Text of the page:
Mobilisation chaos continues, ahead of Russian border closure

Mobilisation chaos continues, ahead of Russian border closure
Over a quarter of a million Russians have left the country ahead of the widely anticipated closure of the borders this week. Violence has broken out in the poorer regions where those that can't leave fight with police trying to force them onto buses headed for the Ukrainian front lines. / bne IntelliNews
By bne IntelliNews September 27, 2022

Scenes of chaos in Russia’s poorest regions have filled social media as police in Russia’s poorest republics such as Dagestan, Buryatia and Yakutia try to round up conscripts for the front line in Ukraine.

“Why are you sending our sons to Ukraine? They will just burn in tanks,” one woman in a market place in Dagestan screamed at a tubby police officer trying to take the young men away.

In another clip another police officer was arguing with a mother, when a young man came up behind him and started swinging, knocking the officer to the ground. Across the region police were barely in control of the situation as the would-be conscripts fought back, outnumbering the police and plainclothes officers trying to manhandle them onto buses leaving for the military camps.

Police have been struggling to control the crowds, with fights breaking out frequently at collection areas. (video) On the first day of the roll-call one officer opened up with a machine gun, firing over the heads of the young men gathered on a square full of buses, in an attempt to restore order. (video)

The mobilisation drive so far has been chaotic, has provoked protests in Russian cities, civil unrest in the Republic of Dagestan, and even assault on military conscription officers.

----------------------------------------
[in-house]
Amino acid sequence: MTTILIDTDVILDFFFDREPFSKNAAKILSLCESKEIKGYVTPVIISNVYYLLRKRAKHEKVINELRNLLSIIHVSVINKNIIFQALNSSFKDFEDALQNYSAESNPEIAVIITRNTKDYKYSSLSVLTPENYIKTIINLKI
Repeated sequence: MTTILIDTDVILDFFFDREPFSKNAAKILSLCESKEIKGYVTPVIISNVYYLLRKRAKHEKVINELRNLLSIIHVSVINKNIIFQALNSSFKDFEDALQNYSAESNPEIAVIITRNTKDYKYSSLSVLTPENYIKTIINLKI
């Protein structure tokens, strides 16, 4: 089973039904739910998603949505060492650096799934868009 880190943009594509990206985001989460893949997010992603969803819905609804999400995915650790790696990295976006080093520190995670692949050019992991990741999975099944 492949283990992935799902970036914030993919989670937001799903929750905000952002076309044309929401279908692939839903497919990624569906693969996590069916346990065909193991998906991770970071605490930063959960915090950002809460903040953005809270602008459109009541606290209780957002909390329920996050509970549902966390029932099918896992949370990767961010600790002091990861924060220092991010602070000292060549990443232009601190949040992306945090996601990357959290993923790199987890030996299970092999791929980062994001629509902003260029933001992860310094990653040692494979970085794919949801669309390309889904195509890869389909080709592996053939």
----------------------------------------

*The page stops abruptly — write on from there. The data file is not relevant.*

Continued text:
In one of the most shocking incidents a man shot a recruitment officer at point blank range, causing the rest of the recruits to flee the room. The officer was not killed but is reported to be in a serious condition. (video)

Airline tickets for the few visa-free destinations have reportedly sold out for weeks ahead, while traffic jams are reported on the land crossings out of Russia.

Russia is getting closer to shutting the borders for men of conscription age amid Vladimir Putin’s “partial” mobilisation for the war in Ukraine, as The Bell reported that airports have started receiving lists of mobilised men from the conscription centres.

The police have been brutal in their treatment of the conscripts refusing to answer their draft papers. Police backed by plainclothes security officers have been grabbing young men from the street and frog-marching them to awaiting buses. In another clip a man in Dagestan was being led away by three uniformed officers and as many plainclothes policemen when a fourth officer walked up to the group and hit the detainee in face, causing him to retaliate with a head-but. (video)

The recruitment drive has focused on regions with big ethnic minorities, but there were also reports from Moscow where Tajik migrant workers complained that Russian officers were slipping in a one-page military service contract into the pile of documents the workers need to sign to get their work permits for Russia. Migrant workers left Russia en masse during the pandemic, partly driven out by the deep devaluation of the ruble, as they sent their wages home in dollars. But since the ruble has rallied strongly since the start of the war they have been attracted by a large de facto pay rise thanks to the value of the ruble firming against the dollar.